National Guard troops helping flood victims in WVa

By BRIAN FARKAS
Associated Press Writer

AP Photo/Jeff Gentner

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GILBERT, W.Va. (AP) -- The National Guard is helping residents in West Virginia's southern coalfields recover from weekend flooding that destroyed at least 300 buildings, knocked out power and caused mudslides that flushed trash, debris and at least one mobile home downstream.

Gov. Joe Manchin toured the region and activated 300 Guard troops Sunday on top of the 30 he called up a day before when he declared a state of emergency for six counties, said Division of Homeland Security and Emergency Management spokesman Robert Jelacic.

"Since I have been governor, the damage that was caused by the flash floods and rain is as bad as I have seen anywhere," Manchin said in a statement. "The period of bad weather that hit this region did so with tremendous force and devastation."

Emergency crews, residents and business owners - some covered in mud - assessed the damage in Gilbert and used shovels to clean up after downpours dumped several inches of rain Friday and Saturday. On the road leading to the town of about 400 people, a mobile home broke loose Saturday and floated a quarter-mile before it was split in half by a poplar tree.

"I will never feel safe here again anytime it rains," said resident Jo Johnson.

"It was floating down the street like someone was driving it," said her husband, Milton Johnson, who was laid off last week from Massey Energy's Superior surface mine.

Now, this.

Johnson, 56, said he was awakened about 2:15 a.m. Saturday and within an hour, the couple and his 79-year-old mother, whose trailer next door was uprooted by rushing floodwaters, were forced to seek shelter on a nearby hillside. Johnson, whose home has flood insurance, said he's lived in Gilbert his entire life and this is the first time he's been flooded.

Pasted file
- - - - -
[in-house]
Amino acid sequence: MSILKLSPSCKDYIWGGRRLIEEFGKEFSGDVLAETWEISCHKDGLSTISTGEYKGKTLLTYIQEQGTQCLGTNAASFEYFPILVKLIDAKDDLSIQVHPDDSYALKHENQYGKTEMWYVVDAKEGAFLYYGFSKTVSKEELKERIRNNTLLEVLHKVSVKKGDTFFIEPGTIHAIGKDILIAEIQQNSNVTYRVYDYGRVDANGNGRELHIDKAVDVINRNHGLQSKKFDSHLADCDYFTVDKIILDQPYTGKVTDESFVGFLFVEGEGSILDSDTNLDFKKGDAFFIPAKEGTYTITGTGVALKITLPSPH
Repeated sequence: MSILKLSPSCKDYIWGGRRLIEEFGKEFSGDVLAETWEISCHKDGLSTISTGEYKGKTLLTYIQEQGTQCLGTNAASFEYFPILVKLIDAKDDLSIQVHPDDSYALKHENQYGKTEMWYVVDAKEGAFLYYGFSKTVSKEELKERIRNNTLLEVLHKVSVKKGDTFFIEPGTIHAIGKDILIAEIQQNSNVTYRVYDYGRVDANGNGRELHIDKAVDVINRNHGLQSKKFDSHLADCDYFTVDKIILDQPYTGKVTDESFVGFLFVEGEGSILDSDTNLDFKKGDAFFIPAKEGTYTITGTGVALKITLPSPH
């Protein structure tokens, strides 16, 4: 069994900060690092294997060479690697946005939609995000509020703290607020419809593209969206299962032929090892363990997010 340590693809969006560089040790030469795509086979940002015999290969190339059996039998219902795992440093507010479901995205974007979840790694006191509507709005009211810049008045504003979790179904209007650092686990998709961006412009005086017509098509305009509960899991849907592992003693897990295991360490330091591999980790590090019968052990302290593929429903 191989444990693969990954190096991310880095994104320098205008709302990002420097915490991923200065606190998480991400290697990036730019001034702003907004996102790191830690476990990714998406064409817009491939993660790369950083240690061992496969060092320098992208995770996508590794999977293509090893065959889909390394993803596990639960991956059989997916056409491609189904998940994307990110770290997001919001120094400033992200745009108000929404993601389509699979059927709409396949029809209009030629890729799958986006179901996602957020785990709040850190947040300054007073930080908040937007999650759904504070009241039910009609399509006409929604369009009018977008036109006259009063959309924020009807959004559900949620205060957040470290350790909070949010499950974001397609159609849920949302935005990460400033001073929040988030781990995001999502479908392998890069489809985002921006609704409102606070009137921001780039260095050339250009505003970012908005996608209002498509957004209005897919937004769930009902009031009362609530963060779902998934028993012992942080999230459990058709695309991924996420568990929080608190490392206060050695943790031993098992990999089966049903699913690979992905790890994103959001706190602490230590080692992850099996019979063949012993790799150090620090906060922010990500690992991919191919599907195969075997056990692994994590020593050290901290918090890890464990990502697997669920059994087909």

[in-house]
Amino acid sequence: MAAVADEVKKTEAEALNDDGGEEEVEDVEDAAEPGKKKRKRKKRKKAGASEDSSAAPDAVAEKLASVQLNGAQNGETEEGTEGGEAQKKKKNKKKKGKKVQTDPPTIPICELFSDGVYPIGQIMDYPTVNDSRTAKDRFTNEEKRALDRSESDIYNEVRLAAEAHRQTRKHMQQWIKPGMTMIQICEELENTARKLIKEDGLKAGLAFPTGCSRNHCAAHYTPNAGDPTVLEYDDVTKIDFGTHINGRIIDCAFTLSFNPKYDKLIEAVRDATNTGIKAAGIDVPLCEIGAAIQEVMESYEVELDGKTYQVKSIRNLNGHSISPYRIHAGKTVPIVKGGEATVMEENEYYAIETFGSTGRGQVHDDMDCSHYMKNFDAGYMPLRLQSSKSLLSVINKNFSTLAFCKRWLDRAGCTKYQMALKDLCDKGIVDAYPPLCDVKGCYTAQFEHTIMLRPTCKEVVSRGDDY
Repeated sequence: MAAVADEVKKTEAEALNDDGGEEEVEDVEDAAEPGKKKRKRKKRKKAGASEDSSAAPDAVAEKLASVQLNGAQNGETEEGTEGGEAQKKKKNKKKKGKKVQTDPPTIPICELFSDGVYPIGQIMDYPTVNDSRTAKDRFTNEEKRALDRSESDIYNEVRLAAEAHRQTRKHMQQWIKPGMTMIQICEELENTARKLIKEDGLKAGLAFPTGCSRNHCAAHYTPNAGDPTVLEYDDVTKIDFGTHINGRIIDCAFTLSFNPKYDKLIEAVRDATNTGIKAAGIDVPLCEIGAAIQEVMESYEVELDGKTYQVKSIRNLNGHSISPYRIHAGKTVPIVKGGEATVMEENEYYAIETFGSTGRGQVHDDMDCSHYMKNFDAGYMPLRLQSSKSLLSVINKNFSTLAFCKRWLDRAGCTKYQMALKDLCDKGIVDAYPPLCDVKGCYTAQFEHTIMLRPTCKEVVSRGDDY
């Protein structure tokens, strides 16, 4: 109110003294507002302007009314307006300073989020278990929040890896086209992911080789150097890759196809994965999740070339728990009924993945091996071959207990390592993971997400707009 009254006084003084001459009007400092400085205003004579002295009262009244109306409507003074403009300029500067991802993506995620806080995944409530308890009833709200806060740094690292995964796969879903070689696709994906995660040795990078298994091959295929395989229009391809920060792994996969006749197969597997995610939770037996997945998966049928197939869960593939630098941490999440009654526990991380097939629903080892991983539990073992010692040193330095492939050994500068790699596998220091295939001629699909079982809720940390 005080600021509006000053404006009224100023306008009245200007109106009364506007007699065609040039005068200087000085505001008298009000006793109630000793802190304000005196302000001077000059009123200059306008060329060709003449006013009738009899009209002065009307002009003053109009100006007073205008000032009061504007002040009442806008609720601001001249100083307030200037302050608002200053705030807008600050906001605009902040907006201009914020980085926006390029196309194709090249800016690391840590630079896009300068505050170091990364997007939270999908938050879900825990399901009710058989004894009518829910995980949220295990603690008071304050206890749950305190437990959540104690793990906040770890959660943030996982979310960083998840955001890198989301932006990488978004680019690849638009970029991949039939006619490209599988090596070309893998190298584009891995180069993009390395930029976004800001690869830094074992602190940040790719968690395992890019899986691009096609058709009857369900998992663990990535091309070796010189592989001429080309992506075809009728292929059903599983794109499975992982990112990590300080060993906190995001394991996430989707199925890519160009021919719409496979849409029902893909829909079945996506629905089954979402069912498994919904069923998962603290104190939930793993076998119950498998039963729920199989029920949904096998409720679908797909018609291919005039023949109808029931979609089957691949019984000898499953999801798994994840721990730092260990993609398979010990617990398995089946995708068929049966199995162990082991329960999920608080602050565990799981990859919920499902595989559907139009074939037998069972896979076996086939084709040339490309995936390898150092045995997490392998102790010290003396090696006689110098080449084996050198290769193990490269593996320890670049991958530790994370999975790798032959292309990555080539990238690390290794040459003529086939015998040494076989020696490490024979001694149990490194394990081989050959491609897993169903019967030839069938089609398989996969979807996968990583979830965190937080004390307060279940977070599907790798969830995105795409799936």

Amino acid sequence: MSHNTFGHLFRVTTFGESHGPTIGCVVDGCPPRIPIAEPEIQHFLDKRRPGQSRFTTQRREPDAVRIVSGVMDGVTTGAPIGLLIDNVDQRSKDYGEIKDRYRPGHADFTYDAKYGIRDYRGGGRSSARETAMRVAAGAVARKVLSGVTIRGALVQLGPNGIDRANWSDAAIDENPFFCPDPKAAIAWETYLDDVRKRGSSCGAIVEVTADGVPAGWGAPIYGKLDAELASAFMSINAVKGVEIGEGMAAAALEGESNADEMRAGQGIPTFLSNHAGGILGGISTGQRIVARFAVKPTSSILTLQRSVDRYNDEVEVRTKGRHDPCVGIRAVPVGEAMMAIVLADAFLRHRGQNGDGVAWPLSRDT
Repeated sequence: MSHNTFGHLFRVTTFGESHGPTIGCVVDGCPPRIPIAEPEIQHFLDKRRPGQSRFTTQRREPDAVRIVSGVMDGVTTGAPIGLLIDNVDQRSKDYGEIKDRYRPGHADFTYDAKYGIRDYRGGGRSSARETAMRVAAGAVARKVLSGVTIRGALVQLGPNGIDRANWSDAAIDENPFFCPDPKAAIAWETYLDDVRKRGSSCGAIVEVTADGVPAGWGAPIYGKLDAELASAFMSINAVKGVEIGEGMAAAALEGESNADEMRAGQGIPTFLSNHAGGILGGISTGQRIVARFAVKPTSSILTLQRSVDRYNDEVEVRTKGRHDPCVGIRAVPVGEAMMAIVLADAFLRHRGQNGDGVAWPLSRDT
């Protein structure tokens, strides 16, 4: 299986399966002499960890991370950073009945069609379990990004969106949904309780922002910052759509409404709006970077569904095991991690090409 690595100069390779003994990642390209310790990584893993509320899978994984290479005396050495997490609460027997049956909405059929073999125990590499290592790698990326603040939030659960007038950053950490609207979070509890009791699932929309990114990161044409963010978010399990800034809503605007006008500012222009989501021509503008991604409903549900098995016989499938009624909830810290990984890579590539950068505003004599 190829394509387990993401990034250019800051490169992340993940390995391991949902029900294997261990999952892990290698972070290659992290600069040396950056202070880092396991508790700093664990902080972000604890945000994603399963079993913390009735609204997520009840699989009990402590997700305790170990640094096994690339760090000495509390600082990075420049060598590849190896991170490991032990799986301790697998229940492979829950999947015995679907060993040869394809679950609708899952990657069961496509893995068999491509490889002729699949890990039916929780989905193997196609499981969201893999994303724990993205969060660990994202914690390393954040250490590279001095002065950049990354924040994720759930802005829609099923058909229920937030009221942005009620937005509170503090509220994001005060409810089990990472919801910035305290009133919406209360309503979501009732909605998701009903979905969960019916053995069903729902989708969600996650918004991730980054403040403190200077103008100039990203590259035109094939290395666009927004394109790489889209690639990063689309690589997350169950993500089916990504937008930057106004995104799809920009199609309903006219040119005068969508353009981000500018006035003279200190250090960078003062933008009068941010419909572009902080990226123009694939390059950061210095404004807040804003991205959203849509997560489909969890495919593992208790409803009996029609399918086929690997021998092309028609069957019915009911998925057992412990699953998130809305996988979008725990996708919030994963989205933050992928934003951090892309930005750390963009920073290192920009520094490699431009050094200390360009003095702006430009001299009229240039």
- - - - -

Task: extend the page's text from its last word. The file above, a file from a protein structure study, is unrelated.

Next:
No injuries have been reported and seven miners trapped underground because of high water were able to walk out of the Mountaineer Alma mine near Wharncliffe on Sunday morning, Jelacic said.

Manchin said officials are trying to get water and sewer systems back up and running soon.

The road in front of Gilbert Furniture was stacked high Sunday with lounge chairs, couches and refrigerators. Nineteen years ago, the store's former location next door was flooded by nearby Gilbert Creek. The new building was built 3 feet higher.

It didn't matter.

The force of the floodwaters "blew the doors off their hinges," said Ricky Hatfield, who has worked 30 years at the store his parents own.

The high water mark is 2 feet up the wall and the store's mud-stained contents are a total loss. But Hatfield said the family had flood insurance and plans to rebuild the store that has been around for 65 years because business has been good.

Over at Tattoo Joe's, owner Joe Hinkle didn't have flood insurance for the business he's run for seven years.

"I can't salvage anything at all," Hinkle said. "It breaks your heart, you know? You work for years and in one night, it's gone."

Gilbert Mayor Vivian Livingood estimated 80 percent of the town's businesses were affected by high water. Donations of money, supplies and food were pouring into the town, Livingood said.

She said residents were advised to boil their tap water first before drinking because mud got into the water system, although the water plant is working.

Boone, Logan, McDowell, Mingo, Raleigh and Wyoming counties were under the state of emergency. Assessments show Mingo County was the hardest hit by flooding, with about 300 structures destroyed, 1,000 with major damage and 2,000 with minor damage. Wyoming County had 150 structures with major damage.

The National Weather Service in Charleston predicted a 20 percent chance of rain into Monday.

In the Midwest, about 88,000 customers in Illinois and Missouri were still without electricity, days after a wave of deadly storms socked the region. Ameren electric said Sunday evening that 40,200 of its customers remained without power in Illinois, down from the some 68,000 immediately after Friday's storm.

The storms were blamed for at least seven deaths in Illinois, Missouri, Kentucky and Kansas. Governors of Kentucky, West Virginia and Illinois declared emergencies or disasters in several counties.

More than 15,000 customers in eastern Kentucky had no water because lines were broken or washed away and almost 6,000 had no power.


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